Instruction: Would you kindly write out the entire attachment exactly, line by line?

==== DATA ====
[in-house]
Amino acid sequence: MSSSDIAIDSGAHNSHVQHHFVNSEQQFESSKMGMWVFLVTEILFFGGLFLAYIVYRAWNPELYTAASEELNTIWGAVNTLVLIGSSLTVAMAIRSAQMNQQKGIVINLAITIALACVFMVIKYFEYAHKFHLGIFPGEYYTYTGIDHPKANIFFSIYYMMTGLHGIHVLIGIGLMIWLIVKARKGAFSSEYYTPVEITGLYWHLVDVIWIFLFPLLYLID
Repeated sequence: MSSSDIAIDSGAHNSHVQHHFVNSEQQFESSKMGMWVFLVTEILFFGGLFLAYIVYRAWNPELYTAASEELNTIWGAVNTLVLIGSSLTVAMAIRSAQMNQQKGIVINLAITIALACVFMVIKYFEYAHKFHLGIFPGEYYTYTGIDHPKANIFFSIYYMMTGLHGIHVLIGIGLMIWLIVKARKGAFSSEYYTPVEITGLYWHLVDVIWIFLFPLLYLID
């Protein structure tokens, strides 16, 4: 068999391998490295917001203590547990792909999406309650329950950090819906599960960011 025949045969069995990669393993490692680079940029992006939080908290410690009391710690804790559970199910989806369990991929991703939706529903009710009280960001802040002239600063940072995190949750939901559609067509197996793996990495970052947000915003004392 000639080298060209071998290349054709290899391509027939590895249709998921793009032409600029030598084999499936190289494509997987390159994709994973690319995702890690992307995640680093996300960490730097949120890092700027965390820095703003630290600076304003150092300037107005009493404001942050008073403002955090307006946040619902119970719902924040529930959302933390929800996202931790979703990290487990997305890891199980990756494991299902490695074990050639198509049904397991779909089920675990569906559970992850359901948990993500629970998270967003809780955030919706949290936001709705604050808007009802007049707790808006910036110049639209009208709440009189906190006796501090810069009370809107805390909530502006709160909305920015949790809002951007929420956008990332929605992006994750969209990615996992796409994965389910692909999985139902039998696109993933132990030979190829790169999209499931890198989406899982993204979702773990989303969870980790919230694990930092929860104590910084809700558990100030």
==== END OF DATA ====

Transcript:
[in-house]
Amino acid sequence: MSSSDIAIDSGAHNSHVQHHFVNSEQQFESSKMGMWVFLVTEILFFGGLFLAYIVYRAWNPELYTAASEELNTIWGAVNTLVLIGSSLTVAMAIRSAQMNQQKGIVINLAITIALACVFMVIKYFEYAHKFHLGIFPGEYYTYTGIDHPKANIFFSIYYMMTGLHGIHVLIGIGLMIWLIVKARKGAFSSEYYTPVEITGLYWHLVDVIWIFLFPLLYLID
Repeated sequence: MSSSDIAIDSGAHNSHVQHHFVNSEQQFESSKMGMWVFLVTEILFFGGLFLAYIVYRAWNPELYTAASEELNTIWGAVNTLVLIGSSLTVAMAIRSAQMNQQKGIVINLAITIALACVFMVIKYFEYAHKFHLGIFPGEYYTYTGIDHPKANIFFSIYYMMTGLHGIHVLIGIGLMIWLIVKARKGAFSSEYYTPVEITGLYWHLVDVIWIFLFPLLYLID
């Protein structure tokens, strides 16, 4: 068999391998490295917001203590547990792909999406309650329950950090819906599960960011 025949045969069995990669393993490692680079940029992006939080908290410690009391710690804790559970199910989806369990991929991703939706529903009710009280960001802040002239600063940072995190949750939901559609067509197996793996990495970052947000915003004392 000639080298060209071998290349054709290899391509027939590895249709998921793009032409600029030598084999499936190289494509997987390159994709994973690319995702890690992307995640680093996300960490730097949120890092700027965390820095703003630290600076304003150092300037107005009493404001942050008073403002955090307006946040619902119970719902924040529930959302933390929800996202931790979703990290487990997305890891199980990756494991299902490695074990050639198509049904397991779909089920675990569906559970992850359901948990993500629970998270967003809780955030919706949290936001709705604050808007009802007049707790808006910036110049639209009208709440009189906190006796501090810069009370809107805390909530502006709160909305920015949790809002951007929420956008990332929605992006994750969209990615996992796409994965389910692909999985139902039998696109993933132990030979190829790169999209499931890198989406899982993204979702773990989303969870980790919230694990930092929860104590910084809700558990100030």